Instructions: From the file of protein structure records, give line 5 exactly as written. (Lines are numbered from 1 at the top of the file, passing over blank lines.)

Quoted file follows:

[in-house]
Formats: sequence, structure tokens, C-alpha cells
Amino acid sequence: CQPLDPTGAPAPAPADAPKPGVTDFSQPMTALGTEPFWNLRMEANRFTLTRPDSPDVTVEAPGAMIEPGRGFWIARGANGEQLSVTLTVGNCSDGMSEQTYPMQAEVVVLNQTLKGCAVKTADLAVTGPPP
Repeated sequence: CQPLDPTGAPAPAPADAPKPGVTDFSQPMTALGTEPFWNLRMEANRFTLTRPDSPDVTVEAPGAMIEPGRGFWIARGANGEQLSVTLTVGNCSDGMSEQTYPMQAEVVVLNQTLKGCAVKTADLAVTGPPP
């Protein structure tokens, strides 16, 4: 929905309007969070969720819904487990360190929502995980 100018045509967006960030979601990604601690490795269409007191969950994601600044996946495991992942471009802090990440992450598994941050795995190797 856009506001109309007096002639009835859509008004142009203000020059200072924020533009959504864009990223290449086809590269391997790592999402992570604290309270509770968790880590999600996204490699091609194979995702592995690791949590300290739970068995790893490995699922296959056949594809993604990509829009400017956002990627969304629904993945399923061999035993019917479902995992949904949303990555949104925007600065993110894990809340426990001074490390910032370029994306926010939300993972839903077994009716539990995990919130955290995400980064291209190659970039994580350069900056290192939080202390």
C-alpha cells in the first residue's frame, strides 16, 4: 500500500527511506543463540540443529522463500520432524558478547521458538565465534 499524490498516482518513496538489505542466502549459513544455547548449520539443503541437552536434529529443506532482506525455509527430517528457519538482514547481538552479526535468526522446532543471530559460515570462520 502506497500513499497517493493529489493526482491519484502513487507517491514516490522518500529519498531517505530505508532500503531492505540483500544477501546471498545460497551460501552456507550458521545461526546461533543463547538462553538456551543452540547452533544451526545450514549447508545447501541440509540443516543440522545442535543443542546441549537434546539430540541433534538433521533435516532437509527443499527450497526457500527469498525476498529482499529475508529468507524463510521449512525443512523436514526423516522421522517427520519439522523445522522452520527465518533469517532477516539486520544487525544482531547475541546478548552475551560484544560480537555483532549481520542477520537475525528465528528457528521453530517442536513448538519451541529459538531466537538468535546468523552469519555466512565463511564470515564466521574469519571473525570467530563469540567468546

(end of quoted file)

């Protein structure tokens, strides 16, 4: 929905309007969070969720819904487990360190929502995980 100018045509967006960030979601990604601690490795269409007191969950994601600044996946495991992942471009802090990440992450598994941050795995190797 856009506001109309007096002639009835859509008004142009203000020059200072924020533009959504864009990223290449086809590269391997790592999402992570604290309270509770968790880590999600996204490699091609194979995702592995690791949590300290739970068995790893490995699922296959056949594809993604990509829009400017956002990627969304629904993945399923061999035993019917479902995992949904949303990555949104925007600065993110894990809340426990001074490390910032370029994306926010939300993972839903077994009716539990995990919130955290995400980064291209190659970039994580350069900056290192939080202390």